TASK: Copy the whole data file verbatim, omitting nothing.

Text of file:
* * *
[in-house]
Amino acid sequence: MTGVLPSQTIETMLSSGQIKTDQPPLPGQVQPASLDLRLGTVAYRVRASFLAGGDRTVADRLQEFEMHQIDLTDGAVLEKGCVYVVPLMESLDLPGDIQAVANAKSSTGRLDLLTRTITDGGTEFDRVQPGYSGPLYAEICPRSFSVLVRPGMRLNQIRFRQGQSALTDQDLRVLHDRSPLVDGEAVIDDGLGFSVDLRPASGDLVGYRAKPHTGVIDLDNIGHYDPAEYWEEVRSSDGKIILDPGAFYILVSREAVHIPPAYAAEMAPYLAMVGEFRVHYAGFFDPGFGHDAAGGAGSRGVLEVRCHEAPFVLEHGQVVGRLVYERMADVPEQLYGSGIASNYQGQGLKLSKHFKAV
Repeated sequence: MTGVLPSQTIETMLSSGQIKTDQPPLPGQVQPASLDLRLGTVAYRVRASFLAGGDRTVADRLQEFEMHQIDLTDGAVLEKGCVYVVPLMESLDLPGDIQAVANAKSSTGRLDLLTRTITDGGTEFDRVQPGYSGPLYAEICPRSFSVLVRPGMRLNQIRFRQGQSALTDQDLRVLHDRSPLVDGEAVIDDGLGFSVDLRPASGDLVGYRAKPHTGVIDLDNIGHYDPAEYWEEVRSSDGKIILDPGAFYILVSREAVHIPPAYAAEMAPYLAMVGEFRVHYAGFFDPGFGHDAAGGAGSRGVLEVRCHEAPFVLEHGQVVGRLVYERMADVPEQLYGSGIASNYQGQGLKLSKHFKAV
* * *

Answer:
[in-house]
Amino acid sequence: MTGVLPSQTIETMLSSGQIKTDQPPLPGQVQPASLDLRLGTVAYRVRASFLAGGDRTVADRLQEFEMHQIDLTDGAVLEKGCVYVVPLMESLDLPGDIQAVANAKSSTGRLDLLTRTITDGGTEFDRVQPGYSGPLYAEICPRSFSVLVRPGMRLNQIRFRQGQSALTDQDLRVLHDRSPLVDGEAVIDDGLGFSVDLRPASGDLVGYRAKPHTGVIDLDNIGHYDPAEYWEEVRSSDGKIILDPGAFYILVSREAVHIPPAYAAEMAPYLAMVGEFRVHYAGFFDPGFGHDAAGGAGSRGVLEVRCHEAPFVLEHGQVVGRLVYERMADVPEQLYGSGIASNYQGQGLKLSKHFKAV
Repeated sequence: MTGVLPSQTIETMLSSGQIKTDQPPLPGQVQPASLDLRLGTVAYRVRASFLAGGDRTVADRLQEFEMHQIDLTDGAVLEKGCVYVVPLMESLDLPGDIQAVANAKSSTGRLDLLTRTITDGGTEFDRVQPGYSGPLYAEICPRSFSVLVRPGMRLNQIRFRQGQSALTDQDLRVLHDRSPLVDGEAVIDDGLGFSVDLRPASGDLVGYRAKPHTGVIDLDNIGHYDPAEYWEEVRSSDGKIILDPGAFYILVSREAVHIPPAYAAEMAPYLAMVGEFRVHYAGFFDPGFGHDAAGGAGSRGVLEVRCHEAPFVLEHGQVVGRLVYERMADVPEQLYGSGIASNYQGQGLKLSKHFKAV